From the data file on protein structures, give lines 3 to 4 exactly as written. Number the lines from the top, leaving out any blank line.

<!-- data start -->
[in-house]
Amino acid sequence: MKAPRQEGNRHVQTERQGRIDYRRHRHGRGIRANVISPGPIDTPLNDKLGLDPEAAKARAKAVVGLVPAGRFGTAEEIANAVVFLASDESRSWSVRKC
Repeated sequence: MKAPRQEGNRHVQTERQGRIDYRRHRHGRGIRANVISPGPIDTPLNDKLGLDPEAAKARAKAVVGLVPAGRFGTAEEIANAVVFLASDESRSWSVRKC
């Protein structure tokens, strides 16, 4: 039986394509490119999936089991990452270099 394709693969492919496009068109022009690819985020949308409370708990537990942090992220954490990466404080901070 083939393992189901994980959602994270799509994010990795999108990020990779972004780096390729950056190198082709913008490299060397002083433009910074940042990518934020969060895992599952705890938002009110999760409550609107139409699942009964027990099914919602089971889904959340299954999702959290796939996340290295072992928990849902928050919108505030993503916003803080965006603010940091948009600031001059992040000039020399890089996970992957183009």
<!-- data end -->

Repeated sequence: MKAPRQEGNRHVQTERQGRIDYRRHRHGRGIRANVISPGPIDTPLNDKLGLDPEAAKARAKAVVGLVPAGRFGTAEEIANAVVFLASDESRSWSVRKC
């Protein structure tokens, strides 16, 4: 039986394509490119999936089991990452270099 394709693969492919496009068109022009690819985020949308409370708990537990942090992220954490990466404080901070 083939393992189901994980959602994270799509994010990795999108990020990779972004780096390729950056190198082709913008490299060397002083433009910074940042990518934020969060895992599952705890938002009110999760409550609107139409699942009964027990099914919602089971889904959340299954999702959290796939996340290295072992928990849902928050919108505030993503916003803080965006603010940091948009600031001059992040000039020399890089996970992957183009």